Aurora Cannabis Is Speculative — And It Might Take a Breather Soon
The new year has started on a high note for investors in Aurora Cannabis (NYSE:ACB) stock. Year-to-date (YTD), ACB stock is up over 48%. By comparison, the S&P 500 index is up by about 4.3%.
Over the past several months, hopes for U.S. federal legalization of cannabis under President Joe Biden have provided significant tailwinds for the sector. However, discourse around the issue remains heated. For instance, recent research led by Prof. Aimee Huff of Oregon State University highlights the following:
“[I]n the U.S., recreational cannabis remains illegal at the federal level, and while it has shed many of its countercultural associations, its consumption maintains associations with delinquency for many mainstream consumers, including those who have consumed it in the past. […] In short, full public acceptance of the market has not yet been attained […]”
Many cannabis stocks have been on fire over the past couple of weeks, however, thanks in part to the bullish bets of Reddit traders. Following the highly-publicized moves in names like GameStop (NYSE:GME), day-traders and retail investors recently turned their attention to the cannabis space.
But as moves in GME have shown, gains in such speculative bets are usually short-lived. In fact, ACB stock has come under pressure in the past several days. And unless there is full federal legalization, I do not expect the gains in marijuana to be permanent. So, if you have paper profits, you might want to ring the cash register now.
ACB Stock and Recent Earnings
Released on Feb. 11, ACB stock’s second-quarter results showed total cannabis net revenue of 70.3 million CAD ($55.7 million), excluding provisions of 2.7 million CAD ($2.1 million), an increase of 11% year-over-year (YOY). In previous months, management had indicated that the pot group would become positive adjusted EBITDA during this quarter. Yet, Aurora failed to reach an adjusted EBITDA profit. Instead, it reported a sizeable loss of 12.1 million CAD (nearly $9.6 million).
Meanwhile, net loss came in at nearly 292.7 million CAD ($231 million), wider than most analysts’ expectations. Analysts have been concerned about the never-ending cash burn at Aurora.
On a more positive note, though, ACB’s main product categories — recreational marijuana and medical cannabis — both saw annual revenue increases. The medical segment’s 42% growth rate is good news for investors, as medical cannabis commands higher margins. International sales played a crucial role in that medical segment growth — those sales rapidly increased by 562%. On the results, CEO Miguel Martin stated:
“[O]ur year over year cash use has decreased by 74% to $70.5 million [($55.8 million)], our normalized margins remain solid particularly in medical, and our recently amended credit facility gives Aurora much improved optionality as opportunities arise. Combined with $565 million [($447 million)] in cash on our balance sheet today, Aurora will continue to be a long-term player in the global cannabinoid market and increasingly positioned to deliver for shareholders over the long run.”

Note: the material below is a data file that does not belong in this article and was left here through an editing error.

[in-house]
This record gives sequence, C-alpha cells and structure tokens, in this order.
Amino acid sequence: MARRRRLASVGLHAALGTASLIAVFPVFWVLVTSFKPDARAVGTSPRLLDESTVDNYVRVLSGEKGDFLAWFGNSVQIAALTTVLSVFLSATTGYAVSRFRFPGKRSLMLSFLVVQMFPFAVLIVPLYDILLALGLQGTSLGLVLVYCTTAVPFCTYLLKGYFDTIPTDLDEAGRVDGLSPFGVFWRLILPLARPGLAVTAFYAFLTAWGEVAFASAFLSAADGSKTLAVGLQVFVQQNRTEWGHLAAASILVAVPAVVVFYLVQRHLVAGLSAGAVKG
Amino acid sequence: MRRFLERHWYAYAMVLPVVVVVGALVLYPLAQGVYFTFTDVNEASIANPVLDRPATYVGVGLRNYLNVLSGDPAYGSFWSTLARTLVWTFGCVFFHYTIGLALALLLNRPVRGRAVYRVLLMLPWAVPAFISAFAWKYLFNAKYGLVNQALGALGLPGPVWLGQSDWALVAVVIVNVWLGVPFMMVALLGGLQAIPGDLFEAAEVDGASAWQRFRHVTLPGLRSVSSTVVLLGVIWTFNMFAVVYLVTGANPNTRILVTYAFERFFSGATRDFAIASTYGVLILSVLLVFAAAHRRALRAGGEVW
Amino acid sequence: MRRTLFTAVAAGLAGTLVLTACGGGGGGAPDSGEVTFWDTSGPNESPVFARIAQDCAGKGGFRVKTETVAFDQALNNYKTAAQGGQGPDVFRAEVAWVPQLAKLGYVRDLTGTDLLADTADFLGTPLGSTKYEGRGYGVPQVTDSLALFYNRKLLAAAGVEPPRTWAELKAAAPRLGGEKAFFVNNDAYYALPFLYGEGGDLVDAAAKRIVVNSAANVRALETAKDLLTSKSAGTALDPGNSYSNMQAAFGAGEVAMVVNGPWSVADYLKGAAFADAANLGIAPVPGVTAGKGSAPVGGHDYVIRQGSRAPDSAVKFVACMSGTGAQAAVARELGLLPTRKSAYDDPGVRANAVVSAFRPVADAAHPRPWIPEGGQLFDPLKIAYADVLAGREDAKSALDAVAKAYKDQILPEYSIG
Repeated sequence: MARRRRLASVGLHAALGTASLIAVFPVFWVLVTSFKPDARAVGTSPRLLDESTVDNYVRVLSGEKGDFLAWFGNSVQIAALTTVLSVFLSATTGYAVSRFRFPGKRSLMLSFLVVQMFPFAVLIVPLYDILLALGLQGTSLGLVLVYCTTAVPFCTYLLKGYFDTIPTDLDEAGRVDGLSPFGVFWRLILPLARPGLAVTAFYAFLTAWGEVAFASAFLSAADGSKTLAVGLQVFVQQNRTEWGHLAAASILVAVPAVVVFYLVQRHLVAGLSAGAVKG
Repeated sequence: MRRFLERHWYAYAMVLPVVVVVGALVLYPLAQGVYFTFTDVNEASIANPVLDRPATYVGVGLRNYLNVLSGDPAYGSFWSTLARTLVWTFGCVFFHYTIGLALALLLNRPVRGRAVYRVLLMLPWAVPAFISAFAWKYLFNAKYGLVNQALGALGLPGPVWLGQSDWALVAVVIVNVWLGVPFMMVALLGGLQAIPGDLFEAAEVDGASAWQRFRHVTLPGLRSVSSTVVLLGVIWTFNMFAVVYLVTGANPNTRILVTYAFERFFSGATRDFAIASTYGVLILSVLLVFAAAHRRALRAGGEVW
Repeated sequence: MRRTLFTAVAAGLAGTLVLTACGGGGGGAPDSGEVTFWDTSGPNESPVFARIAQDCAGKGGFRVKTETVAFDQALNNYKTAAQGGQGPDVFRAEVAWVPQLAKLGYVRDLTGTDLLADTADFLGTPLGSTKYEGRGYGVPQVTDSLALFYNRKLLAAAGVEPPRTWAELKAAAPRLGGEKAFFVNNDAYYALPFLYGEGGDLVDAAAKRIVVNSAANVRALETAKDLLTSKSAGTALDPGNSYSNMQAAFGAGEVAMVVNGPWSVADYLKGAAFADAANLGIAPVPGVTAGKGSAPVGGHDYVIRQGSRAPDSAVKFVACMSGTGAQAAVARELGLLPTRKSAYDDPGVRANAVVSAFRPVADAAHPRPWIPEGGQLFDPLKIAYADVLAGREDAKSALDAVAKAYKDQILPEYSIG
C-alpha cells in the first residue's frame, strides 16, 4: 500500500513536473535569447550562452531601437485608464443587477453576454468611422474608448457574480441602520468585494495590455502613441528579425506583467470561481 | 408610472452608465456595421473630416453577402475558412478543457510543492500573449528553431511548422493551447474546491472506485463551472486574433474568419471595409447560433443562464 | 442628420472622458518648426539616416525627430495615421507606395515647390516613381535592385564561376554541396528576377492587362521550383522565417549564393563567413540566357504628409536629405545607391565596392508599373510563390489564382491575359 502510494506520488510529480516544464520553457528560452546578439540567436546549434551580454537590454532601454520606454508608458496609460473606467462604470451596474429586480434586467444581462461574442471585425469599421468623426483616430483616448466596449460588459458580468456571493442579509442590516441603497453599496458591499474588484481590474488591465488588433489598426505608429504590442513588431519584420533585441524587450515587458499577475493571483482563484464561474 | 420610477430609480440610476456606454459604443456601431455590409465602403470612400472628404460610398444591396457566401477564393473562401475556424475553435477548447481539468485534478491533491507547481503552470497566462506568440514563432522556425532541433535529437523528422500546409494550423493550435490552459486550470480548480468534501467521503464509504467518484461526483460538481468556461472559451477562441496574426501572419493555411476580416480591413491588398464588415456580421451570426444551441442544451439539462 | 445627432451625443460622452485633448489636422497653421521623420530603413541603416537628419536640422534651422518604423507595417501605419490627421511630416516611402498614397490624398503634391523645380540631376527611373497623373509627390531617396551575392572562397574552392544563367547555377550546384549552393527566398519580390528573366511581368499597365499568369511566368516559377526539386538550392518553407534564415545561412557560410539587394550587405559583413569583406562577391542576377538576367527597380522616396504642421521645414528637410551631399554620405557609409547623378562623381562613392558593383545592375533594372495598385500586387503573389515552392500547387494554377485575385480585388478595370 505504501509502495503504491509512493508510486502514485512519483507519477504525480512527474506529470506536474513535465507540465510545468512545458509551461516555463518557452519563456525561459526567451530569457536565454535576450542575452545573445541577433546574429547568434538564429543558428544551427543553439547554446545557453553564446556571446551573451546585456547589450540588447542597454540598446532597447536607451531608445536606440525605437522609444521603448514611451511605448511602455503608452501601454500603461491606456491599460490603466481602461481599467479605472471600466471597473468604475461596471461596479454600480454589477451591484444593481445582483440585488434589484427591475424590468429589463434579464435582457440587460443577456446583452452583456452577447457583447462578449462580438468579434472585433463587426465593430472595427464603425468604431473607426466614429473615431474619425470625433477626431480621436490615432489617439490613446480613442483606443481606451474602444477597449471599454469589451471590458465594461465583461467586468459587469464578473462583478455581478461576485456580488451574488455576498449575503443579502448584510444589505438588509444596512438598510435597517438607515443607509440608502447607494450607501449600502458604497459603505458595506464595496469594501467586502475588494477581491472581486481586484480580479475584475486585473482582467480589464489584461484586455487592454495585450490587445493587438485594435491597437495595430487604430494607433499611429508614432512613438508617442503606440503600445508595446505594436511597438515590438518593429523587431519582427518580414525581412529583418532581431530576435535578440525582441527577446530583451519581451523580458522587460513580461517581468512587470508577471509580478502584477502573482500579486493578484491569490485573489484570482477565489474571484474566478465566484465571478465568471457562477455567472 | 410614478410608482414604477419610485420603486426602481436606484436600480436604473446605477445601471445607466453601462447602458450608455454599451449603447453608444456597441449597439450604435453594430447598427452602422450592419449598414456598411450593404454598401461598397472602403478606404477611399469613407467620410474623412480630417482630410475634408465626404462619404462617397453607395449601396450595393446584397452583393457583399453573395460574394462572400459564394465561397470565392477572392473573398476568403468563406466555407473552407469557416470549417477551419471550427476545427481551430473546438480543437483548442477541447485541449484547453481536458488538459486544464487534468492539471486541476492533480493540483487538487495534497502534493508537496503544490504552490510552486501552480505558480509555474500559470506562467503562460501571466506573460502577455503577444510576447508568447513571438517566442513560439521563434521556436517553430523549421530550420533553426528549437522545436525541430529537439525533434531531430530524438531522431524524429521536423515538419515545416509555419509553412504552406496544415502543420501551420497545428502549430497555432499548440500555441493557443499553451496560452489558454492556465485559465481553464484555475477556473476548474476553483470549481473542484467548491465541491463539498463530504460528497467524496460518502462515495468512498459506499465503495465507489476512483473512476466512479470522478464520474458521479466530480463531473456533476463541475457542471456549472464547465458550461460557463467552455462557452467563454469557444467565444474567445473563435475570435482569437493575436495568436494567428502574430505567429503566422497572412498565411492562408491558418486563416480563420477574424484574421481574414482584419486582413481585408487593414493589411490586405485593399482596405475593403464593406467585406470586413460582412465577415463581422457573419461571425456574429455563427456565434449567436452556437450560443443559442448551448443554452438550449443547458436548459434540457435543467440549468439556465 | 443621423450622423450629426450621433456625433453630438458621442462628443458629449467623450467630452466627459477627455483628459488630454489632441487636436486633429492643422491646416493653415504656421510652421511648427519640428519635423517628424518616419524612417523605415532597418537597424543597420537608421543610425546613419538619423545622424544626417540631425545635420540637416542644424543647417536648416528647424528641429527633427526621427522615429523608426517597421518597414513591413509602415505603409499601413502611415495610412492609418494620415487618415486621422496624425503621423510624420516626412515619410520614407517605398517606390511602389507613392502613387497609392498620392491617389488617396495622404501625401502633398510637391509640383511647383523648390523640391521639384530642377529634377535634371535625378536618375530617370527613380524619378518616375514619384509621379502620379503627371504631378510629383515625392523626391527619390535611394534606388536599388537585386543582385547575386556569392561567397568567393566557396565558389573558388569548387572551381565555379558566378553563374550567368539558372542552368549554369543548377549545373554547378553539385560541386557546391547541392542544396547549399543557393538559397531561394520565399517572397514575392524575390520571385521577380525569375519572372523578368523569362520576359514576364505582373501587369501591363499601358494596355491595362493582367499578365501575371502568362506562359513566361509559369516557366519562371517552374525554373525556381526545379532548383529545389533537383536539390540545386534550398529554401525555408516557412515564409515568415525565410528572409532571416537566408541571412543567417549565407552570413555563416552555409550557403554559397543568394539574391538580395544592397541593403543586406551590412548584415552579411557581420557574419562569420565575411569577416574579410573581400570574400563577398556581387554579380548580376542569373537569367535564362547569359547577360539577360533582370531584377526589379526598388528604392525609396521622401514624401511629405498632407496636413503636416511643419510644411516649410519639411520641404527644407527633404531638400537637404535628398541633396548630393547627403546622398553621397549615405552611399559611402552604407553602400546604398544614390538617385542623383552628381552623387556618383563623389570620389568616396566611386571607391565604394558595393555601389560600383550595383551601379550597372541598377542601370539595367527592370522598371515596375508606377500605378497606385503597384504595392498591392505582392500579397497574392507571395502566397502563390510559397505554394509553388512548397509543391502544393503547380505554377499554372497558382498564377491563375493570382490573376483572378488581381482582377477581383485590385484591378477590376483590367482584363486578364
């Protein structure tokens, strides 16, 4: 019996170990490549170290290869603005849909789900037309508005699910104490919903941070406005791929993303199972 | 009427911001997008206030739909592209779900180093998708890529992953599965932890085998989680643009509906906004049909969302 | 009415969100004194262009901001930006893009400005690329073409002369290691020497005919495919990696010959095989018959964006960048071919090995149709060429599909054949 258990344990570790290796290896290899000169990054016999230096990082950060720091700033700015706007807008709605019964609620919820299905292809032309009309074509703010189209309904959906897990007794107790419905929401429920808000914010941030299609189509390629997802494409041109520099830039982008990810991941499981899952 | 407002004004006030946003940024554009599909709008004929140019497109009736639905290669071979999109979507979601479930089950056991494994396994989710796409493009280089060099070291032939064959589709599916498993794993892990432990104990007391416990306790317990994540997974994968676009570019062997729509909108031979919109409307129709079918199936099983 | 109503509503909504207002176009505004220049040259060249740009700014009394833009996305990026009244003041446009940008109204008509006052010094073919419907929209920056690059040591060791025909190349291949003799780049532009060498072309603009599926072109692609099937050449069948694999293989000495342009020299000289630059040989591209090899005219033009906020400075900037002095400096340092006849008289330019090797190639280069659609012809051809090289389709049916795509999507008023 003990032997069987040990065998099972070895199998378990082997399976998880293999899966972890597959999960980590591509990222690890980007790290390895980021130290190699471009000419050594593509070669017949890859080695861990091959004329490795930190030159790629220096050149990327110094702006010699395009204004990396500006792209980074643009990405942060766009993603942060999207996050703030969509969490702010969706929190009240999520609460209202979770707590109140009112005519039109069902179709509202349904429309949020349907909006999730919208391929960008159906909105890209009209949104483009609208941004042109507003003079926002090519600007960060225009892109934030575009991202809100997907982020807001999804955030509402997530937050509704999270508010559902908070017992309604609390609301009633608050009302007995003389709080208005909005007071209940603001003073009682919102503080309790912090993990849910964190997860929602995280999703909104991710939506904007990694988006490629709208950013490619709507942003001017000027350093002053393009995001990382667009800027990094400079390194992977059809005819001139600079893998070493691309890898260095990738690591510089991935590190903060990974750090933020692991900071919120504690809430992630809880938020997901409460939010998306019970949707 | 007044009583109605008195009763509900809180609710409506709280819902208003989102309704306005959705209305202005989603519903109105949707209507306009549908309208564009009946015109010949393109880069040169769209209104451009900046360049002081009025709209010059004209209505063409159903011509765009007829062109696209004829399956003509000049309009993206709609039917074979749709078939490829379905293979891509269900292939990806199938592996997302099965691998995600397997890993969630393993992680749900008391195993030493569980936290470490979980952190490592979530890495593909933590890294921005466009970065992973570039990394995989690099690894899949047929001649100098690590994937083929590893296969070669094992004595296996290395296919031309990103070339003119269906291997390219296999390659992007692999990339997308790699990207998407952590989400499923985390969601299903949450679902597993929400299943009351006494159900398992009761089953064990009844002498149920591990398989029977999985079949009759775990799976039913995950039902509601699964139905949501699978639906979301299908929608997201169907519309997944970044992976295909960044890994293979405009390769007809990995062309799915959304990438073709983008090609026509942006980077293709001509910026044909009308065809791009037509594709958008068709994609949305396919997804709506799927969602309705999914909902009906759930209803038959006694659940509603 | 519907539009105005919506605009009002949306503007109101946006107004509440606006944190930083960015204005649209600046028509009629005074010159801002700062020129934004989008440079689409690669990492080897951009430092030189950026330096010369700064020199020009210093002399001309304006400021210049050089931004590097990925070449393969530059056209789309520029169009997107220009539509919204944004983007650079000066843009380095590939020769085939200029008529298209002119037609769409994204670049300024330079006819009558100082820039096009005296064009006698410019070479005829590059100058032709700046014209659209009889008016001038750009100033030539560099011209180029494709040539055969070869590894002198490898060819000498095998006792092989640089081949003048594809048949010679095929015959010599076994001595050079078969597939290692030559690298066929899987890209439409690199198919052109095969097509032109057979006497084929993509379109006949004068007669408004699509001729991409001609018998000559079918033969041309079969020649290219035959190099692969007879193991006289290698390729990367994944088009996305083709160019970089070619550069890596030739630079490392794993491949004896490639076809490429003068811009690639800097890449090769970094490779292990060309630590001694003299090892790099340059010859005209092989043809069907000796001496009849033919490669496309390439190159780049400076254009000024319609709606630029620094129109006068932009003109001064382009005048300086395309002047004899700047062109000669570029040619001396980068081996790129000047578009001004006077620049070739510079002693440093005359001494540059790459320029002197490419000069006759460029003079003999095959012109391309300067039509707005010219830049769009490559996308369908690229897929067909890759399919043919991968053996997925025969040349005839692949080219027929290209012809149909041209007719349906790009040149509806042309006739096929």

All in all, though, metrics in ACB’s second quarter provide limited reasons for investors to own the stock long-term. Negative cash flows and lack of profits do not support the share price. On top of that, analysts’ current price target for ACB stock ranges from a high of $14.59 to a low estimate of $3.62, with an average price of $9. Its trailing price-sales ratio of 7.78 times is also on the frothy side. Therefore, current investors with profts might want to take some money off the table.
The Bottom Line on Aurora
Despite the recent returns, Aurora Cannabis remains a speculative instrument. Without increased revenues from U.S. federal legalization, the current top-line growth is not enough to justify its valuation. Similarly, without a sustainable path to positive EBITDA, expecting the price to continue increasing in double-digits is unrealistic.
However, as daily headlines change, die-hard cannabis fans are ready to bet on federal legalization news. Therefore, ACB stock will likely stay volatile with wide weekly swings. Because of that, I’d exercise caution at these levels.
Finally, investors who don’t want to commit to ACB but still want to invest in cannabis should consider an exchange-traded fund (ETF). That could give you alternative exposure to a diversified basket of marijuana equities. Some notable pot ETFs include AdvisorShares Pure Cannabis (NYSEARCA:YOLO), Amplify Seymour Cannabis (NYSEARCA:CNBS), The Cannabis ETF (NYSEARCA:THCX) and ETFMG Alternative Harvest (NYSEARCA:MJ).
On the date of publication, Tezcan Gecgil did not have (either directly or indirectly) any positions in the securities mentioned in this article.
Tezcan Gecgil has worked in investment management for over two decades in the U.S. and U.K. In addition to formal higher education in the field, she has also completed all 3 levels of the Chartered Market Technician (CMT) examination. Her passion is for options trading based on technical analysis of fundamentally strong companies. She especially enjoys setting up weekly covered calls for income generation.